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April 20, 2022 49 min
Rivers on fire, acid rain falling from the sky, species going extinct, oil spills, polluted air, and undrinkable water: For so long, we didn't think of our planet as a place to preserve. And then, in the 1960s and 70s, that changed. Democrats and Republicans, with overwhelming public support, came together to pass a sweeping legislative agenda around environmental protection. In today's episode, what led to Earth Day, and w...
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April 13, 2022 55 min
Health insurance for millions of Americans is dependent on their jobs. But it's not like that everywhere. So how did the U.S. end up with such a fragile system that leaves so many vulnerable—or with no health insurance at all? On this episode, how a temporary solution created an everlasting problem.
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What's the role of government in society? What do we mean when we talk about individual responsibility? What makes us free? 'Neoliberalism' might feel like a squishy term that's hard to define and understand. But this ideology, founded by a group of men in the Swiss Alps, is a political project that has dominated our economic system for decades. In the name of free-market fundamentals, the forces behind neoliberalis...
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March 30, 2022 44 min
Tipping is a norm in the United States—and it's always been controversial. The practice took off after the Civil War, as employers sought cheap labor from formerly enslaved people: if tips were expected, companies could get away with paying laughably low wages. But the practice was always controversial, and has been vehemently challenged since it first came to the U.S. from Europe. We speak with Nina Martyris, a journalist who...
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March 23, 2022 48 min
"All wars are fought twice, the first time on the battlefield, the second time in memory," writes Pulitzer Prize-winning author Viet Thanh Nguyen. This week on Throughline, we want to pause the news cycle to think about not just how war is experienced or consumed, but how it's remembered. A refugee from the Vietnam War, Nguyen calls himself a scholar of memory — someone who studies how we remember events of the past, bo...
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March 16, 2022 51 min
A Japanese American activist whose early political awakenings came while incarcerated in the concentration camps of World War II America, Kochiyama dedicated her life to social justice and liberation movements. One year after the spa shootings that killed eight people in Atlanta, Georgia — including six women of Asian descent — Throughline reflects on Kochiyama's ideas around the Asian American struggle, and what solidarity and...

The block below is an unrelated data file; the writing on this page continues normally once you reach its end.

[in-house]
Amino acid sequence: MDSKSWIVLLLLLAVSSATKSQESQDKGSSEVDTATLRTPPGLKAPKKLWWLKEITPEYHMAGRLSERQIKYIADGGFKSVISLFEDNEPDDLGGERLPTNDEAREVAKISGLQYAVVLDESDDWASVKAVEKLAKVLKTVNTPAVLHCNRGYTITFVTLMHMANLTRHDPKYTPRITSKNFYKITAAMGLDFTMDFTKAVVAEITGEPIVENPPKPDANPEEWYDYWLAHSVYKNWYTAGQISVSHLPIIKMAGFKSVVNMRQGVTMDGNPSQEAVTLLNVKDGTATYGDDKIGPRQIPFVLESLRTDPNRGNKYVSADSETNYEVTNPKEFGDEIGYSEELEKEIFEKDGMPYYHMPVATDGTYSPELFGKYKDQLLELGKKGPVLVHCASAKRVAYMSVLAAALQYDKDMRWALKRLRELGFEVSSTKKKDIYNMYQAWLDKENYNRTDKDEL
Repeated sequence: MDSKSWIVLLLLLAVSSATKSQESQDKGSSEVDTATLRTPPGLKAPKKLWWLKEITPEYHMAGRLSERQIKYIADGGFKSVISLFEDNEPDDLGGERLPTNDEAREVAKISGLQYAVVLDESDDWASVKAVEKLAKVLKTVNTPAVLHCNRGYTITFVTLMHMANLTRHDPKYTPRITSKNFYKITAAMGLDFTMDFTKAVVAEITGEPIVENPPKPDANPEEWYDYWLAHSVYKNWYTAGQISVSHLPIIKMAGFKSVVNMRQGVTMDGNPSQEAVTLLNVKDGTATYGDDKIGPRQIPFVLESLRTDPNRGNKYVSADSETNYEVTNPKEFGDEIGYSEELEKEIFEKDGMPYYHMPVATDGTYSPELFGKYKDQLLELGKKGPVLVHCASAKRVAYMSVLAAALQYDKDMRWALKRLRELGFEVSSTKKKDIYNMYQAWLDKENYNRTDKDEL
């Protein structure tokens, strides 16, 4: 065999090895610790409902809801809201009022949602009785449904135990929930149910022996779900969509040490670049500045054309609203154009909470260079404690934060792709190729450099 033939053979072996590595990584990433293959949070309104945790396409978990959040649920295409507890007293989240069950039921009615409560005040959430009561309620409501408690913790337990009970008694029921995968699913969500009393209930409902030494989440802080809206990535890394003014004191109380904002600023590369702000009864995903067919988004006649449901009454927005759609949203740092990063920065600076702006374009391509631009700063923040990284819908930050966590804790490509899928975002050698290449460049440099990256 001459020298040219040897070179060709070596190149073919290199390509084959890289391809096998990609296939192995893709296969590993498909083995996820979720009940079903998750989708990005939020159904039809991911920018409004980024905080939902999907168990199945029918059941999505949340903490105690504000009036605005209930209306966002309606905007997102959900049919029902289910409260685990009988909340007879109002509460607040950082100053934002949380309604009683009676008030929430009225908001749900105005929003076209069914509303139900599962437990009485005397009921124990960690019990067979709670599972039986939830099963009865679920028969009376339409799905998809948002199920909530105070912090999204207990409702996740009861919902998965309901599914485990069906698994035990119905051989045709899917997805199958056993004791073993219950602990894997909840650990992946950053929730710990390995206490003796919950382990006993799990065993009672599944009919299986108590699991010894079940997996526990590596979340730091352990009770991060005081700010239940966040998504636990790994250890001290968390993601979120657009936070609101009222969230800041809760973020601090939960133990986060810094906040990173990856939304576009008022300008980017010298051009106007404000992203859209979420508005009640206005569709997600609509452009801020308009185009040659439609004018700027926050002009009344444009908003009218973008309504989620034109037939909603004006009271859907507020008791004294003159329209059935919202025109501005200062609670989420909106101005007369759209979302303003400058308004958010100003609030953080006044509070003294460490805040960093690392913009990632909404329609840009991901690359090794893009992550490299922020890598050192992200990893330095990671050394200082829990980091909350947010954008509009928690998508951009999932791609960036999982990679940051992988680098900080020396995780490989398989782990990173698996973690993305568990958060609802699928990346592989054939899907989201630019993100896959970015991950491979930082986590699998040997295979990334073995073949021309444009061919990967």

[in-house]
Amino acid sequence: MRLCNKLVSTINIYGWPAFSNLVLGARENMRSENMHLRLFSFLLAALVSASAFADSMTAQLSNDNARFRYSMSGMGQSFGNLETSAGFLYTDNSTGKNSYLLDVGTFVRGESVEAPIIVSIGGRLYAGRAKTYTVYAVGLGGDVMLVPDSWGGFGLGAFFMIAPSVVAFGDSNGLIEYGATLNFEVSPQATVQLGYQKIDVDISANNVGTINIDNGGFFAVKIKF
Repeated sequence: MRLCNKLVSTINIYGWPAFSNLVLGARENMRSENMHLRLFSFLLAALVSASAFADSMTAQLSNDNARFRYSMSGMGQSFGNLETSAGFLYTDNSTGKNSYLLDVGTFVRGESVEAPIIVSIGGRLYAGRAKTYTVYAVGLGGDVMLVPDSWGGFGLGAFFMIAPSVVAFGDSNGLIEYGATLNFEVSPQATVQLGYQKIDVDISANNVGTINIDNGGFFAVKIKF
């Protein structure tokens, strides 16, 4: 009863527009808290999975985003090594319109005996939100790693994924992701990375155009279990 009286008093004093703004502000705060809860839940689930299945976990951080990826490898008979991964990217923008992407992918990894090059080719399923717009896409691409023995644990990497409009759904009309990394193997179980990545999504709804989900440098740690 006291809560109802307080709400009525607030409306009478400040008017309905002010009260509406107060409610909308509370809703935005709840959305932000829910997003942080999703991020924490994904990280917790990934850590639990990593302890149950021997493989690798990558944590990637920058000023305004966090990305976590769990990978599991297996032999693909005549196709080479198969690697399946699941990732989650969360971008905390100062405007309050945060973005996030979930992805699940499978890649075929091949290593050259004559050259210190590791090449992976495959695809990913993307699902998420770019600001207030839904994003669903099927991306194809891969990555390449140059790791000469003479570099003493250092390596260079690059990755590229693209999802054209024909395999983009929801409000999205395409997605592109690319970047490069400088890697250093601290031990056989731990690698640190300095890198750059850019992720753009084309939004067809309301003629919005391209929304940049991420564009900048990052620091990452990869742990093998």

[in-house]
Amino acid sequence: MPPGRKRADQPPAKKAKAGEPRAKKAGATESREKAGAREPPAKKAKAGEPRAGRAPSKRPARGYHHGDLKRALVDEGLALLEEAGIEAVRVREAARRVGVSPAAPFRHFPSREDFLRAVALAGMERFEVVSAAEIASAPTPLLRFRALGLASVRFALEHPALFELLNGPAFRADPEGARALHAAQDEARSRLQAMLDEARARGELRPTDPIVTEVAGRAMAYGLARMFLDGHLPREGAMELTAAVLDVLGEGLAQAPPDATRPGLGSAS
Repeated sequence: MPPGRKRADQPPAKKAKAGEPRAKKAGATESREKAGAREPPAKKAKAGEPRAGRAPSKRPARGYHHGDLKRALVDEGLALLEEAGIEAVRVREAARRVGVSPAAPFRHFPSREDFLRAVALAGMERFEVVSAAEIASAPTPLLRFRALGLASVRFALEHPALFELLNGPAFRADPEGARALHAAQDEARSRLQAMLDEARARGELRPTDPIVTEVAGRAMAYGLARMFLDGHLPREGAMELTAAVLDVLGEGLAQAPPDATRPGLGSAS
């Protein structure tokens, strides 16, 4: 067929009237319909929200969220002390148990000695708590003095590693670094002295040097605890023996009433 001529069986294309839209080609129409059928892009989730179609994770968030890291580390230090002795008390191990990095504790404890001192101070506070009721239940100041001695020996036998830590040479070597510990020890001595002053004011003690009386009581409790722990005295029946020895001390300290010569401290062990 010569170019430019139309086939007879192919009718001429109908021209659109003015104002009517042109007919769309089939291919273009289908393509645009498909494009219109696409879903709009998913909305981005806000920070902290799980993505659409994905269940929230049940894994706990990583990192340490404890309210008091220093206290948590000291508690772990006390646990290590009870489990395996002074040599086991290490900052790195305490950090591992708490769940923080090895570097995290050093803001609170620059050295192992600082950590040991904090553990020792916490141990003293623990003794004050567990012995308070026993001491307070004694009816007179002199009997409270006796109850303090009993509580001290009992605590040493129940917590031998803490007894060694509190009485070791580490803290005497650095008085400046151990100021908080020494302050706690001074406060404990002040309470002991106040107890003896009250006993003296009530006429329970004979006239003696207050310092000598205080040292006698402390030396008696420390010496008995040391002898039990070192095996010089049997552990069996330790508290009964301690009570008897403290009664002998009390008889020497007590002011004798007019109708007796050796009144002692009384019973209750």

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March 10, 2022 44 min
Months before Vladimir Putin launched a full-scale military invasion of Ukraine, he published an essay on the Kremlin website called "On The Historical Unity of Russia and Ukraine." In it, he suggested that Ukrainians don't really have their own identity — and that they never have. Historian Serhii Plokhii says that couldn't be further from the truth. The histories of the two countries are deeply intertwined, but Uk...
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March 3, 2022 51 min
Rats. Love 'em or hate 'em, (though you probably hate 'em), they're part of our world. And during the pandemic, they've been out in full force: fewer humans outdoors means more space for rats. And it turns out, they're a lot like us: They've colonized the whole planet; they're incredibly adaptable; they go wherever the resources are. And, they share one-fourth of our genome—so when you're looking...
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February 24, 2022 49 min
It may seem bleak, but Robin D.G Kelley's view of the world says there is no promise of liberation, only struggle. Kelley has spent his career bringing to life the stories of the Black labor organizers and anti-capitalists who are often left out of history books, from radical farmers in the South to Black unions during the Gilded Age. And he's come to a provocative conclusion: that the secret to capitalism's survival is...
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February 17, 2022 59 min
Black people deserve nothing less than everything: This was Marcus Garvey's simple, uncompromising message. His speeches on Pan-Africanism — the vision of a world where all people of African origin, on every continent, were united, self-sufficient, and proud — made him a powerful Black voice in the 20th century. His steamship company, the Black Star Line, was supposed to take his followers to Africa, where he said they would fi...